There’s a fascinating (nay, essential) documentary available for just six more days via the BBC iPlayer that all (especially the more geeky) DJ/Producer’s should check out. It maps the history and importance of a relatively simple drum break that has found its way [sampled] onto literally thousands of dance music productions. It’s called ‘The Amen Break’ and is just a six second section of an obscure, 7″ vinyl B side by a band called The Winston’s. The full story of drum sample usage, what technology instigated the trend and the artists plundered would be far beyond the scope of this news article, but we can grab a piece of the history and its relevance to this ubiquitous, all-dominating drum break.
The Amen break was originally played by Winston’s band member, drummer G.C. Coleman (now deceased). Although it’s not clear who was the very first DJ producer to sample and use this break in their own productions, the awareness for DJ’s that there was creative inspiration to be gained from taking the funk and feeling from an artists drum performance, and placing it within their own tracks, was a pivotal moment in dance music history. This happened around the mid 80s.
The advent of affordable sampling technology (Akai S-series hardware etc) in the late 80s then further blew this art-form into the mainstream with radio friendly hip-hop adopting the organic drum playing of bygone artists, and fully embracing that soul and spirit. Innovators in the dance music scene (both in studios, behind the decks and in the retail sector) began to see that ‘break’s could be big business.
Visitors to renowned record stores in New York and London began noticing a series of bootleg albums called, ‘Ultimate Breaks and Beats’. The series of albums eventually spanned around twenty volumes and encompassed full tracks of sometimes rare, sometimes obscure and occasionally not obvious tracks in their entirety. The key to inclusion was that each track had some form of usable and inspirational break. If the original work didn’t hammer the message home firmly enough, the album compilers re-edited said break section to be an extended version that DJ’s could in fact use.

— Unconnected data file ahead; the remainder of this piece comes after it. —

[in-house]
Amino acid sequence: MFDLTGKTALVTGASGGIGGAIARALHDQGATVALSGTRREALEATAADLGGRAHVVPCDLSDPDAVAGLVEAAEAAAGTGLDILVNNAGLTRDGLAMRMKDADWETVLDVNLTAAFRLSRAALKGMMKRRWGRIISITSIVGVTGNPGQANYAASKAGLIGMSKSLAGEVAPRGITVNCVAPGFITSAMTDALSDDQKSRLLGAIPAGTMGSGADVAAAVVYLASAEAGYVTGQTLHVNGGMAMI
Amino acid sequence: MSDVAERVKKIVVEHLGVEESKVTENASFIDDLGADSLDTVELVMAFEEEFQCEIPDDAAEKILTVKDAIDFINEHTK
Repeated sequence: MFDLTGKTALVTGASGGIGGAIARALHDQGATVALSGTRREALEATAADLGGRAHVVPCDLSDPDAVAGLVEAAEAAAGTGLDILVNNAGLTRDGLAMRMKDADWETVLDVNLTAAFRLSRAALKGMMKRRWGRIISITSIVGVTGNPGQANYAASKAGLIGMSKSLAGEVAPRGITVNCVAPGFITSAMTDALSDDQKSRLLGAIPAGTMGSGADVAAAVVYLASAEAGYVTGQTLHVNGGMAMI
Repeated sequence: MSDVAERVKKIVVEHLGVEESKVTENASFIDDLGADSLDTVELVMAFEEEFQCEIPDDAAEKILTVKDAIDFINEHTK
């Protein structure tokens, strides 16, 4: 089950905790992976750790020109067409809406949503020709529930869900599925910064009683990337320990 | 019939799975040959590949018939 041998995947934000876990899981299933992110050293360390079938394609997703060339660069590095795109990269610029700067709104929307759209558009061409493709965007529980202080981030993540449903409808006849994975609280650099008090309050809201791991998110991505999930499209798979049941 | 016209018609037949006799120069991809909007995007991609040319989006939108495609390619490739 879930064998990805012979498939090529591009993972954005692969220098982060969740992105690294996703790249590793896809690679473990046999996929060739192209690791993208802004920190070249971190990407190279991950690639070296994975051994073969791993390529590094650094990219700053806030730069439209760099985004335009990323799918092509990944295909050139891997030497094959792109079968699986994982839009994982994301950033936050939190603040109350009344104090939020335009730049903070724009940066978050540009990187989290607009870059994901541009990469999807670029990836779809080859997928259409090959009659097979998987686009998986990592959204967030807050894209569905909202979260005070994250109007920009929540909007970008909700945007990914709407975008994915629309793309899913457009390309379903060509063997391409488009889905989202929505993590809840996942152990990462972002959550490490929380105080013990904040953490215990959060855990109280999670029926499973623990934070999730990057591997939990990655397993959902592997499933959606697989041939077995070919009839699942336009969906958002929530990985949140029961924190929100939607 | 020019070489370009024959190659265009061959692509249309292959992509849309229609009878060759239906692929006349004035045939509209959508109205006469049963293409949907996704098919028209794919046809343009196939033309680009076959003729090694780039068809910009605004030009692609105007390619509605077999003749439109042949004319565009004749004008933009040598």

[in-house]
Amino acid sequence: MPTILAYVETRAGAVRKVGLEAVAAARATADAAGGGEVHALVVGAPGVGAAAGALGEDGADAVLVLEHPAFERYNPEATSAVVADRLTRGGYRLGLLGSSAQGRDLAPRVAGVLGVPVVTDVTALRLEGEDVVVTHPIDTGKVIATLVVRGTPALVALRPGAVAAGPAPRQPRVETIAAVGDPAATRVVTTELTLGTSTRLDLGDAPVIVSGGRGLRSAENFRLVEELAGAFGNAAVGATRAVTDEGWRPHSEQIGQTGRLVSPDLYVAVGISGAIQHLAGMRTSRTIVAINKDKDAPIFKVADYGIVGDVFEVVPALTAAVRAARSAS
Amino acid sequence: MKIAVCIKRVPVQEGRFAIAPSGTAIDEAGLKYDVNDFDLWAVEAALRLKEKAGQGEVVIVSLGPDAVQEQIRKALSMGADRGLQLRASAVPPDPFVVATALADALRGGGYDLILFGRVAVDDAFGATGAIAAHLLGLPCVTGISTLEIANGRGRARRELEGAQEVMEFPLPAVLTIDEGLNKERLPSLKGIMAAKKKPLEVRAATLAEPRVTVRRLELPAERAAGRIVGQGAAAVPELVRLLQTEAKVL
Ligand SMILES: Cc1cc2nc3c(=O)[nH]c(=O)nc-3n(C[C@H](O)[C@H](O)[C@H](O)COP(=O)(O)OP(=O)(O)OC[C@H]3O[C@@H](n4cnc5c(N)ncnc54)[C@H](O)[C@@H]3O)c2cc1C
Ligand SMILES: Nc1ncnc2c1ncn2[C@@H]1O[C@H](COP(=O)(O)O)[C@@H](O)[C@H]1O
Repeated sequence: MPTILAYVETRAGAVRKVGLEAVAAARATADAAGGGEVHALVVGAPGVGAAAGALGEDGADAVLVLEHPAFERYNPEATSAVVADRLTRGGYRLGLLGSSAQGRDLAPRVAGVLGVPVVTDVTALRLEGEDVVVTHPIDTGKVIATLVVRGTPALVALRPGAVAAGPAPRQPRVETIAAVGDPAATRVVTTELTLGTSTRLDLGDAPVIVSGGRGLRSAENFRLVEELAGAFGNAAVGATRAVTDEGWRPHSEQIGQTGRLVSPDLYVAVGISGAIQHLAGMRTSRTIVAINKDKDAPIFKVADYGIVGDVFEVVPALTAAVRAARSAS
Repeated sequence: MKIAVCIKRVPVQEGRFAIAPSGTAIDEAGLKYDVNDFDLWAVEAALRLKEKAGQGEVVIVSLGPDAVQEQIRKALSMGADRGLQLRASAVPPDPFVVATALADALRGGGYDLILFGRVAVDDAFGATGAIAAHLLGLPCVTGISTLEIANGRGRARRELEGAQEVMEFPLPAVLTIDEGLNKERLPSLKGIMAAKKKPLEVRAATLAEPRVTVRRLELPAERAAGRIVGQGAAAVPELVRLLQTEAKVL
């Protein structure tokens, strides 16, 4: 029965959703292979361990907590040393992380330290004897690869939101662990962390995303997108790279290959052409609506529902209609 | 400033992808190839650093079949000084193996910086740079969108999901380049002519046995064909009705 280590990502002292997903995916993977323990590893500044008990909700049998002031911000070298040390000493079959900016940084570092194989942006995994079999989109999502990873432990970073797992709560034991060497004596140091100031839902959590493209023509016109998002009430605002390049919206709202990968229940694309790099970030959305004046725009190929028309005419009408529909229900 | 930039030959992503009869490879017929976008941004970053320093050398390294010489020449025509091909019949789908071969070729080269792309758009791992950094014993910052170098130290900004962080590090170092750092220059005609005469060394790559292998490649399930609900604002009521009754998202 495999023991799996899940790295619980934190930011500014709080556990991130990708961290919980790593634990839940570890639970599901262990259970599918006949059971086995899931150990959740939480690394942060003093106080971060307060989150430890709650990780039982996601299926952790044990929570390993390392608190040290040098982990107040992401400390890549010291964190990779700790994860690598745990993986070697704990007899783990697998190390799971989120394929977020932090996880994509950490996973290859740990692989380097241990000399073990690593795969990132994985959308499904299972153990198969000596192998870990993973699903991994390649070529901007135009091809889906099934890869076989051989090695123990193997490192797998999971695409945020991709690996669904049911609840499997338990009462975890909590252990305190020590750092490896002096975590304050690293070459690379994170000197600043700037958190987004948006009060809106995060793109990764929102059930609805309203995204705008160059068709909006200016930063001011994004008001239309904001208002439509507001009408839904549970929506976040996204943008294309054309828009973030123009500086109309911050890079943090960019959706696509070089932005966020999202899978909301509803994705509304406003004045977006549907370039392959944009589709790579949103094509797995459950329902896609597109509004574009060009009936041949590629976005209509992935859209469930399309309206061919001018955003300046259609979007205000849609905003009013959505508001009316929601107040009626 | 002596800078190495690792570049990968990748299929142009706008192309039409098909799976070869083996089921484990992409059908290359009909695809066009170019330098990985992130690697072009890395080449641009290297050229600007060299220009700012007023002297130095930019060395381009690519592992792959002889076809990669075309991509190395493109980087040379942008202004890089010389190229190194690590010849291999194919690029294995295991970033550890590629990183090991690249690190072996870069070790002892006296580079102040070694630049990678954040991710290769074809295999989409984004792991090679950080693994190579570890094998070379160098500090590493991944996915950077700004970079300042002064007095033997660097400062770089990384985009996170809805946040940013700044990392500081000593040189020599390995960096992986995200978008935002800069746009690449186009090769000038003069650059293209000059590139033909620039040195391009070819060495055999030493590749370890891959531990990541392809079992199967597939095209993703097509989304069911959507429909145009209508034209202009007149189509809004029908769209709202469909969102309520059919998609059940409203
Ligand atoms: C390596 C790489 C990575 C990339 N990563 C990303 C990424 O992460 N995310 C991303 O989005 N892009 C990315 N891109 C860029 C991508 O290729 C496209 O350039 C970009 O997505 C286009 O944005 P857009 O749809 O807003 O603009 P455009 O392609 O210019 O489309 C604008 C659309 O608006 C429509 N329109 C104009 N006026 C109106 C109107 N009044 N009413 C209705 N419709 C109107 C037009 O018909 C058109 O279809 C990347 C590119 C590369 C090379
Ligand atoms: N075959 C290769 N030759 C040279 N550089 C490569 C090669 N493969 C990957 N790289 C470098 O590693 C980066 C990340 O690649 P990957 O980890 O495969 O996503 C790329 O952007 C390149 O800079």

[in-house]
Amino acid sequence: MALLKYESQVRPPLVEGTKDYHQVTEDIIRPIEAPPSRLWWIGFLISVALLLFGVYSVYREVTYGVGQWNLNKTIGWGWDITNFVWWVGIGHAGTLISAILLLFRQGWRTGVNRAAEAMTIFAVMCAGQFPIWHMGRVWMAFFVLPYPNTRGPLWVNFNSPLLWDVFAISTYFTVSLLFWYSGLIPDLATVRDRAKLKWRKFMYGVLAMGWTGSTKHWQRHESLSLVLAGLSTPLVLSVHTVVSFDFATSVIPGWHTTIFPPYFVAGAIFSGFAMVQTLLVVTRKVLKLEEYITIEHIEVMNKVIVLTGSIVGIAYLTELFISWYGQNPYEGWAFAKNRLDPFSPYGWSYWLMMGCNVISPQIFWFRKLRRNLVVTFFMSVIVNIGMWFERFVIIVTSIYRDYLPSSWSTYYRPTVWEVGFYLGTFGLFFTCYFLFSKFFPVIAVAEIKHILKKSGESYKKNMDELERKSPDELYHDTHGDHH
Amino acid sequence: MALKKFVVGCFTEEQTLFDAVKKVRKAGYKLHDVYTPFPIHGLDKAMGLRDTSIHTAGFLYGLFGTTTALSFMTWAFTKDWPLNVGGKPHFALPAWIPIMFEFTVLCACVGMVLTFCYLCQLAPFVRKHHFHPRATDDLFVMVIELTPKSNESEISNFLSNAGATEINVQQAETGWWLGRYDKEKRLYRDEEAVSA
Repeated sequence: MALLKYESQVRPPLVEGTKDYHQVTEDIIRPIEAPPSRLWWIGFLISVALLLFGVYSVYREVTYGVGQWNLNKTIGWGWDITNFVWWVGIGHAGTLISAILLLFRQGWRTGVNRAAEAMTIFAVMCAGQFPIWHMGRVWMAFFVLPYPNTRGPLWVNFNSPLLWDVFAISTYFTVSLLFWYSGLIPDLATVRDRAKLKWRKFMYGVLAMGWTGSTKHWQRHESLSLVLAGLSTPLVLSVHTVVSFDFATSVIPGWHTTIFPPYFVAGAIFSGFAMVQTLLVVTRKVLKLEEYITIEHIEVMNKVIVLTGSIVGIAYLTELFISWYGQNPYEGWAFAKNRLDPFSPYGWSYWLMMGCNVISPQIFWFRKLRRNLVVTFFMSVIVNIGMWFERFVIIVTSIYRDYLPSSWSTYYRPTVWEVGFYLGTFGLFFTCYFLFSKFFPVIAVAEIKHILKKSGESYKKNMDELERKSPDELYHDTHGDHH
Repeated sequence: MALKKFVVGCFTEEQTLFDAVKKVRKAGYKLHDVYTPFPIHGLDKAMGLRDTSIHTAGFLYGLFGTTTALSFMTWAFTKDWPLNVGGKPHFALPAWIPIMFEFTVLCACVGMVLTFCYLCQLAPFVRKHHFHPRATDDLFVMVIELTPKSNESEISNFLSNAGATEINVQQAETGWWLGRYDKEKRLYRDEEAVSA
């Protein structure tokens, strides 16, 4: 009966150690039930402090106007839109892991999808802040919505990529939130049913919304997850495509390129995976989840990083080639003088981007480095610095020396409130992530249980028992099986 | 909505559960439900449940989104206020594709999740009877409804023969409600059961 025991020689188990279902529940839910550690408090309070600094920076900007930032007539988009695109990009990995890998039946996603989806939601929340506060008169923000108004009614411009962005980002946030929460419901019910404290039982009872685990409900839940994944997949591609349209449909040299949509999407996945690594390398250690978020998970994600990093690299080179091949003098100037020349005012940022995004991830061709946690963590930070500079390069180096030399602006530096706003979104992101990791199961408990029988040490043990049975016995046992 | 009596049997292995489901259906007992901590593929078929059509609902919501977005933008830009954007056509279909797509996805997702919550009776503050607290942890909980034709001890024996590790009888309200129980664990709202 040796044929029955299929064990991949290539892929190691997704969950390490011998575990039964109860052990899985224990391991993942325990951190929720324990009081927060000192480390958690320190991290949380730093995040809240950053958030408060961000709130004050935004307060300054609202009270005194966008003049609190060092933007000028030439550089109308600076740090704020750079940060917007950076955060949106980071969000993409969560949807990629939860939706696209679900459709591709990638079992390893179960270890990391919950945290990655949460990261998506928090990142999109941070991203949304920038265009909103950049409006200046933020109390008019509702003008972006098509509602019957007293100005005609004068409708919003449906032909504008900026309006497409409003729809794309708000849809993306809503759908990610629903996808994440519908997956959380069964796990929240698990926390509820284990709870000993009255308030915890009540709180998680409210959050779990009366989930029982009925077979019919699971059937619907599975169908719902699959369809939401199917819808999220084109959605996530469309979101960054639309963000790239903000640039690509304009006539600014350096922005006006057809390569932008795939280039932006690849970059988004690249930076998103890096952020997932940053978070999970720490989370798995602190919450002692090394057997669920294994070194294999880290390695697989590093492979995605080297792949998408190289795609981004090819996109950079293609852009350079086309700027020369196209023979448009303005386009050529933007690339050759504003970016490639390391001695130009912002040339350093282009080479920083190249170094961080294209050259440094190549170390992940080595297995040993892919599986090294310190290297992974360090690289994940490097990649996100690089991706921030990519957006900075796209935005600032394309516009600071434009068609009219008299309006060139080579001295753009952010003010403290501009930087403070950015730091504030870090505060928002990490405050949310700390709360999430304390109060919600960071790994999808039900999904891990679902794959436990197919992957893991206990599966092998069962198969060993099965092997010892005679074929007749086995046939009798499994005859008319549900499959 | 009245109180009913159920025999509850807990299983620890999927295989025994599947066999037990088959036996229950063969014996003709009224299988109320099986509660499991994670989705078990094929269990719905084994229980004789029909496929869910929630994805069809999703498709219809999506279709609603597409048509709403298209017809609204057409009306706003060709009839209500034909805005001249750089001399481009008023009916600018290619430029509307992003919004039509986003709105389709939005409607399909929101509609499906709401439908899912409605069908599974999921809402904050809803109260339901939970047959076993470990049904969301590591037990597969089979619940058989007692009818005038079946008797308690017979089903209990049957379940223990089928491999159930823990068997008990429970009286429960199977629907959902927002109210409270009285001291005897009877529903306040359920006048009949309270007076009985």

The Amen Break was therefore getting some major exposure appearing in a vast amount of tunes coming from the States and soon after, heavily adopted by UK producers as the 90s dawned. The ‘rare groove’ trend here on our shores made supreme use of the Amen Break (and of course, most of the James Brown catalogue too), but it was the emerging UK drum ‘n bass and Jungle scene that sent it into orbit with a reborn sensibility. Continued use of Akai samplers carried into a faster, more manic territory but it was Propellerhead’s software ReCycle that amplified even that. All of a sudden the actual slices of the Amen Break could be split up even better, and with more control, enabling DJ’s to re-pitch, speed-up/slow down, re-arrange and generally mash up the original source material.
As the 90s continued, and even into the new Millennium, popular artists brought this break into their songs – Amy Winehouse, Oasis and The Prodigy showed that mainstream music too loved the mystical qualities of this six second wonder. With artists such as current radio and festival favourites, Chase and Status using it in some of their tunes, it seems like the Amen Break can endure any falling in and out of popularity as generational shifts cause it to be reborn over and over again.
I’d especially encourage you to stick with the full documentary we link to above as we get an actual insight into the recording of the original track from the sole surviving member of the Winston’s, Richard Spencer. Now the full copyright holder for any royalties due on the sale of the record, it becomes apparent how little Richard and his band members have been paid for this continued use of those few seconds of drumming. It’s a sad to hear that the band itself and their families have received literally zero in the way of dollar income for use of the Amen Break. It’s doubly sad to hear also that original drummer, G. C. Coleman died homeless and broke in Atlanta, Georgia.
Coleman has of course been immortalised already in dance and popular music history. The Amen Break will no doubt survive every reader of this particular article too. But wouldn’t it be nice if Coleman’s family or children picked up their mail one morning and found a cheque for tens of thousands of dollars – “Gettin’ Paid in Full” was maybe just a dream?
Here’s my personal choice for the Amen Break usage: